Is there still time for my company to participate in the Early Retiree Reinsurance Program? 
Yes. It is estimated that more than six in ten companies have already applied for funds available under the Early Retiree Reinsurance Program, which provides temporary reimbursements to sponsors of health plans for early retiree medical claims. While there is still time to apply for part of the $5 billion in funds, the Employee Benefit Research Institute has estimated that the program will likely run out of money sometime in 2011. 

I understand PPACA provides new break-time requirements for employers with nursing mothers, but how long must the breaks be, and do they have to be paid breaks? 
The Department of Labor (DOL) has provided a new fact sheet on the break time requirement for nursing mothers in the PPACA, which took effect when the bill was signed into law, March 23, 2010. 

Only employees who are not exempt from the Fair Labor Standard Act's (FLSA) overtime pay requirements are entitled to breaks to express milk, but employers may be required by state law to provide breaks to exempt employees for these purposes. 

The DOL said employers are required to provide "reasonable break time for an employee to express breast milk for her nursing child for one year after the child's birth each time such employee has need to express the milk." The fact sheet states that what is considered a "reasonable break time" will likely vary. Employers are also required to provide "a place, other than a bathroom, that is shielded from view and free from intrusion from coworkers and the public, which may be used by an employee to express breast milk."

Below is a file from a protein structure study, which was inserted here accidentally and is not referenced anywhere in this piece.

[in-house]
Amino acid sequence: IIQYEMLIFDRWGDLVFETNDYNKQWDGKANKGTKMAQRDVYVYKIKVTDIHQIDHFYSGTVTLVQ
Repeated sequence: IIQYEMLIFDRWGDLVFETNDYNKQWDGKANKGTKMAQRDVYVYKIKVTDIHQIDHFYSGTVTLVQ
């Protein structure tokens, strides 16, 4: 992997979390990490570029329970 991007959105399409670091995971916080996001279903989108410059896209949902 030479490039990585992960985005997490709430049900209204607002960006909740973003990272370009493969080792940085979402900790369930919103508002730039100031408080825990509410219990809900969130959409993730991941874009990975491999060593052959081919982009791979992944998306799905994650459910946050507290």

Also, employers are not required under the FLSA to compensate nursing mothers for breaks taken for the purpose of expressing milk. However, where employers already provide compensated breaks, an employee who uses that break time to express milk must be compensated in the same way that other employees are compensated for break time. 

When is the federal government's new Web portal expected to have more information about insurance options for small businesses and their employees? 
The U.S. Department of Health and Human Services has launched a Web portal through which small businesses, as well as individuals, and can obtain information about affordable insurance coverage options in their state. A second release of the portal on October 1, 2010, will present detailed information about eligibility, pricing and benefits once pricing engines are incorporated into the Web portal. 

Currently, the Web site offers summary information about health insurance options, including types of services, provider networks, contact phone numbers and Web site links. 

Over time, HHS will add other data to help consumers make insurance coverage decisions, such as quality and performance information, medical loss ratios, links to Web sites of associations representing state health benefits high-risk pools. 

Our company is interested in creating a wellness program based on outcomes, so we can take advantage of the incentives in PPACA. What are some of the first steps we should consider? 
Outcome-based programs currently offer incentives in the form of rewards of up to 20 percent of employees' total health care premiums if they are doing everything asked of them to improve their health and reduce medical costs. 

It's important to know that implementing a wellness program takes time, effort and commitment, and they don't always show success immediately. But they are worth it in the long run. 

  • It's essential to have complete buy-in from all levels of senior management. Organizational change comes from the top down.
  • Identify a wellness executive sponsor for the program and a wellness team. Have them research wellness programs, develop a clear consistent message for your company and drive employee engagement.
  • Solicit employee feedback. What do employees care about? What are they worried about? What kinds of health programs interest them? What will motivate them?
  • If possible, conduct health screenings and surveys. A Health Risk Appraisal that looks at an individual's health status and lifestyle is often used.
  • Educate employees. Tell them of the health risks they face and how they can prevent those risks
  • At first, employees may be worried about sharing their health data or taking part in the program. But if you can show proof the program is working, you can gradually overcome those fears.